What does +3v3a mean in a schematic - diyAudio
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Old 13th December 2012, 08:51 PM   #1
srinath is offline srinath  United States
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Default What does +3v3a mean in a schematic

What does "3v3a" mean in a schematic, I see it next to a connector like it comes out of the rectifier bridge then the smoothing caps etc then it says +3v3a. I also see it in - else where, and I see +5vd or +5VV or -5VV ...

What does that mean exactly.

Thanks in advance.
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Old 13th December 2012, 08:54 PM   #2
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3 volts @ 3 amps perhaps.
Please tell us more. What schematic? What is the piece of equipment?
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Old 13th December 2012, 09:54 PM   #3
nattawa is offline nattawa  Canada
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In a digital/analog mixed system it usually means a supply rail of +3.3V filtered/regulated for Analog sections.
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Old 14th December 2012, 01:11 AM   #4
srinath is offline srinath  United States
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OK cool, 3.3 v analog and 3.3 v digital, but what is a 5 vv - 5v I get, what is the second v.
The receiver is a Harman kardon avr 7000. The schematic is on electrotanya or on google on several places, or I can put 1 page of it here - not the whole thing, too big I think.
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Old 14th December 2012, 01:33 AM   #5
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Often such extra suffixes on explanationpoints as theese is made to be able to know different voltage sources from each other.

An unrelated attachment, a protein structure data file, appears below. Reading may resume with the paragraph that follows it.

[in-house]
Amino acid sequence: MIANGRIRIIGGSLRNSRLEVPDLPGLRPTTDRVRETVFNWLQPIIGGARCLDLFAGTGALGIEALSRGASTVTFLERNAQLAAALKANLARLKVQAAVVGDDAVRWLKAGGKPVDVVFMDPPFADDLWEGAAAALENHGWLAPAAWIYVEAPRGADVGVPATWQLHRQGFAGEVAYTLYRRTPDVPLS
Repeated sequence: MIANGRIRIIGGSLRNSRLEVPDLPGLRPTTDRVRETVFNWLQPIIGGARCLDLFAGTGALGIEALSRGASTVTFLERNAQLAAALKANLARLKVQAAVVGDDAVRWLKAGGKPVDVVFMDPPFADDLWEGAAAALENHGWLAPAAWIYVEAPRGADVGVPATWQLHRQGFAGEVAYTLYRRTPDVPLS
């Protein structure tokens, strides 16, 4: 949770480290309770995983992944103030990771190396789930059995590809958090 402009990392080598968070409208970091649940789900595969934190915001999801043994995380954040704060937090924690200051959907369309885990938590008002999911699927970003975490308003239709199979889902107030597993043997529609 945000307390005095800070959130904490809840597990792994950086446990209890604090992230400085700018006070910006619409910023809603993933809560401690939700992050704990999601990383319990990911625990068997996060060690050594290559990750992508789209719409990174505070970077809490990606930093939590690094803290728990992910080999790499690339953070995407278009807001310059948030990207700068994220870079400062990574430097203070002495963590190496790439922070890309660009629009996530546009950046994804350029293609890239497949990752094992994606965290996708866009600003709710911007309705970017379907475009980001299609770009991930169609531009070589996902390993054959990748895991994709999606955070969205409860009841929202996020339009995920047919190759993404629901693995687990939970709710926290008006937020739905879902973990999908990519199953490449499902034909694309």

There is several reasons why manufacturers wants to have separate voltage sources such as better noisecancelling, reducing crosstalk and so on.
Been looking at the AVR 7200, but of course, there they have a different structure on it all.

Been looking through the rev 3 and 4 now.

I find .3V3A and +3V3D, in addition to +5VA and +5VD
The suffixes A and D is clearly for Analogue and Digital.
A relatively sensible way to separate the, I think.
+5vv may be to make the technician absolutely sure he is on the right +5V rail somewhere in the schematics.
It's really huge.
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Last edited by TANDBERGEREN; 14th December 2012 at 01:51 AM.
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Old 14th December 2012, 01:48 AM   #6
srinath is offline srinath  United States
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Yes that was my guess, its 3.3v but this is 3.3 v from the d source, that other one is the c source and the a source is different from it all. That was my first guess ... see the 10,000 mf cap blew in the supply line to the other caps on the other board.

7200 is pretty close to the 7000 I htink, we can put our heads together and help each other maybe ... so what is wrong on yours.

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Old 24th December 2012, 09:05 AM   #7
srinath is offline srinath  United States
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And what does a darker line mean on the schematic ?
It seems to be the sound path, like L-IN and L-OUT but doesn't follow all the sound - like not for C-IN or C-out.

I also see protect circuit gets to that dark line. What is the exact significance of that line being darker ?
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Old 24th December 2012, 11:28 AM   #8
burbeck is offline burbeck  United Kingdom
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3V3A, is generally taken to mean 3.3 VA
In the same way:-
4V7 = 4.7 V
5K6 ohm = 5.6k ohm = 5600 ohm
4V7A. = 4.7 VA
4m7H = 4.7mH
This is Europe standard , where the decimal point is swapped for the units multiplier, I would guess this was introduced to reduce the number of markings on components as they get smaller, and to avoid using a "dot" which is difficult to see.For instance a zener diode 8.2 volts, 1.3W ,Would be marked as 8V2 1W3
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Last edited by burbeck; 24th December 2012 at 11:30 AM.
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Old 24th December 2012, 11:43 AM   #9
jaycee is offline jaycee  United Kingdom
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if it is on a schematic referring to a power supply rail, I take it to mean +3.3V analogue, meaning 3.3v used for analogue circuitry power, seperated from digital.
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Old 24th December 2012, 02:27 PM   #10
srinath is offline srinath  United States
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I think I may have seen a VV in it, I cant look for it right now.
This amp I have to think the problem is in the supply board, I am going to get back to it tomorow.
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